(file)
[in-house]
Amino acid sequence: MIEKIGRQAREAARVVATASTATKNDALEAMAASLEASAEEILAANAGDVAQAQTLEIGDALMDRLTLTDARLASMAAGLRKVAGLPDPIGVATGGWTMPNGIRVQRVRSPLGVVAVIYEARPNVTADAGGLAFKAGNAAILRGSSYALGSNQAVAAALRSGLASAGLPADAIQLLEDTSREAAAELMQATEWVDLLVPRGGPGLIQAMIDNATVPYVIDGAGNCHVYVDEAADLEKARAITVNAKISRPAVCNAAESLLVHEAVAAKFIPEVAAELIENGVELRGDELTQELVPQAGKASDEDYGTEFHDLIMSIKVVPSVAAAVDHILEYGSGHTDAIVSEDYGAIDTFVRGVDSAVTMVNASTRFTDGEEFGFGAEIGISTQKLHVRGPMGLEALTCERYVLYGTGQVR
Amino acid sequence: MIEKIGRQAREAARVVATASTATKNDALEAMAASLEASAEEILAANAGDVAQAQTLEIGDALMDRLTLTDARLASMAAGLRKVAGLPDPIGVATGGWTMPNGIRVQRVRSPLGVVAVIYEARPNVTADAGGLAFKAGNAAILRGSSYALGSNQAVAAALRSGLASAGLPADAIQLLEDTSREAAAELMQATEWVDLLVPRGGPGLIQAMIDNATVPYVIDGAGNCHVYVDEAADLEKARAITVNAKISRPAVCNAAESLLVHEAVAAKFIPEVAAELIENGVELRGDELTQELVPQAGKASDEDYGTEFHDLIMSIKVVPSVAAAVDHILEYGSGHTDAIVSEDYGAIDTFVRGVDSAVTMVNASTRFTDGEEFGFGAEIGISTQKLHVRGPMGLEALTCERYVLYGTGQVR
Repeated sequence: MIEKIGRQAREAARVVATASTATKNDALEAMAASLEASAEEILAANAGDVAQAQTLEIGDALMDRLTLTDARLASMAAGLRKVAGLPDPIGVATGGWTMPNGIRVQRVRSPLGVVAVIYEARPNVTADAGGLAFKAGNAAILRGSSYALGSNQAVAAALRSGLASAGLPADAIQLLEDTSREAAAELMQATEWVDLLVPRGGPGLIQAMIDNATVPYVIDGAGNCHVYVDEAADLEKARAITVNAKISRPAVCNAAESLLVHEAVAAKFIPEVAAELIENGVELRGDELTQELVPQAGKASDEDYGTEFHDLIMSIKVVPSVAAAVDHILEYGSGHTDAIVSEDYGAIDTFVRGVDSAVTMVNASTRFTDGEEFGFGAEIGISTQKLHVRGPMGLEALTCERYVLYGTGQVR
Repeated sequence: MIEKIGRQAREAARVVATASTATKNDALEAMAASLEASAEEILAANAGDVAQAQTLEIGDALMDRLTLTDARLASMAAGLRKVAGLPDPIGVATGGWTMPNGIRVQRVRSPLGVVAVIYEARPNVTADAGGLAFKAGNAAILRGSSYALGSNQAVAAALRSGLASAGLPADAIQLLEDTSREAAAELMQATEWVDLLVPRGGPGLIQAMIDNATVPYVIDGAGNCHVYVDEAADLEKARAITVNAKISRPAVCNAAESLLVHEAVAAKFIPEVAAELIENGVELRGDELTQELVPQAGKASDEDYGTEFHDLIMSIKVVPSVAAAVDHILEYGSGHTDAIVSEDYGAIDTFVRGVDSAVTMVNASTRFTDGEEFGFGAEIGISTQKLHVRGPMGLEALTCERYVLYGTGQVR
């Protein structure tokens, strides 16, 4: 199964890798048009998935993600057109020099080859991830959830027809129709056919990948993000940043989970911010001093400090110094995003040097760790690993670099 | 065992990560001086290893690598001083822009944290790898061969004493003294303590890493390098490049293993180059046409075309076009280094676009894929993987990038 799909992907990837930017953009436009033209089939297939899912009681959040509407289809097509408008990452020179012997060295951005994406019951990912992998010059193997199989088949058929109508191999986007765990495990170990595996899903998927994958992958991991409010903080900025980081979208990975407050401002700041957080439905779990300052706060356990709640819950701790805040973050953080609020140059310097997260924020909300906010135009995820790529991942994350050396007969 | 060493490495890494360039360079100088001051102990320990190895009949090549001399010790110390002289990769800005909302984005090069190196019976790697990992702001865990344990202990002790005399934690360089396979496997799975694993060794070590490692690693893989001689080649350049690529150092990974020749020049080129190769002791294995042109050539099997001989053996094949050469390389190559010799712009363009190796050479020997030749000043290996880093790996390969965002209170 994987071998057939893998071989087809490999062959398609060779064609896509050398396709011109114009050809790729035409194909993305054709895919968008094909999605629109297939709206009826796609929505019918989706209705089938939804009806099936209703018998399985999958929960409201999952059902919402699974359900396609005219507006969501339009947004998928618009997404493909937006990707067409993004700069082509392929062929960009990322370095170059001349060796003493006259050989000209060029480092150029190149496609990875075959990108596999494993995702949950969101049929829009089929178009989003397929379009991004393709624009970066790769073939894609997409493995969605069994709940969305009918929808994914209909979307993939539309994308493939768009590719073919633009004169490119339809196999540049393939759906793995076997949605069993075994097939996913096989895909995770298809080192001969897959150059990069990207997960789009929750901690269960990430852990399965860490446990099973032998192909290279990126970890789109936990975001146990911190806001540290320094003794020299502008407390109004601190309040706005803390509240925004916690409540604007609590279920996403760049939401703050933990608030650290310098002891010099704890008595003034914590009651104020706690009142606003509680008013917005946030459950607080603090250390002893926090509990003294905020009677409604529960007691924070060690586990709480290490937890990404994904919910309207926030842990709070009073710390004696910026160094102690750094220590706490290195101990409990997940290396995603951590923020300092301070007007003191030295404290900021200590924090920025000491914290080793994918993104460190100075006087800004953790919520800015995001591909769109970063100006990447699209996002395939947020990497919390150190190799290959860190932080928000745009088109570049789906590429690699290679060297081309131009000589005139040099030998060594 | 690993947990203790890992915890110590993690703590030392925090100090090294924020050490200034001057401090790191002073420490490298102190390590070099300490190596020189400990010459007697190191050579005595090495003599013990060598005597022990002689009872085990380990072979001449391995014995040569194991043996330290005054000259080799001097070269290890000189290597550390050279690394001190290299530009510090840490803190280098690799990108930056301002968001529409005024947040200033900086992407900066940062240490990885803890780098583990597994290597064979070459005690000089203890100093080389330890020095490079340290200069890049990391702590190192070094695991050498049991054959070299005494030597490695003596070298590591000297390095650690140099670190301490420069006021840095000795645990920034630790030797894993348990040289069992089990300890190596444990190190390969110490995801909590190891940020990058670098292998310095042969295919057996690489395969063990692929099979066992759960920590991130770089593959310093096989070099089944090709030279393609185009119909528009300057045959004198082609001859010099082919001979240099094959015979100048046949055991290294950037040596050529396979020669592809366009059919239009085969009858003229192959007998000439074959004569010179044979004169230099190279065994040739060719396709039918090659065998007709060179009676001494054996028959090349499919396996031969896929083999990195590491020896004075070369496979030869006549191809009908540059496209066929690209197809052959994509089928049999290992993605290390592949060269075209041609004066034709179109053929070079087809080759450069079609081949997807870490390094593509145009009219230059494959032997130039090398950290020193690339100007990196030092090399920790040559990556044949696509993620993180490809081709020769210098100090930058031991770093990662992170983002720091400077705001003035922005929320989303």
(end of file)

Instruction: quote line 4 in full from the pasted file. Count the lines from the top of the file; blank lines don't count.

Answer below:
Repeated sequence: MIEKIGRQAREAARVVATASTATKNDALEAMAASLEASAEEILAANAGDVAQAQTLEIGDALMDRLTLTDARLASMAAGLRKVAGLPDPIGVATGGWTMPNGIRVQRVRSPLGVVAVIYEARPNVTADAGGLAFKAGNAAILRGSSYALGSNQAVAAALRSGLASAGLPADAIQLLEDTSREAAAELMQATEWVDLLVPRGGPGLIQAMIDNATVPYVIDGAGNCHVYVDEAADLEKARAITVNAKISRPAVCNAAESLLVHEAVAAKFIPEVAAELIENGVELRGDELTQELVPQAGKASDEDYGTEFHDLIMSIKVVPSVAAAVDHILEYGSGHTDAIVSEDYGAIDTFVRGVDSAVTMVNASTRFTDGEEFGFGAEIGISTQKLHVRGPMGLEALTCERYVLYGTGQVR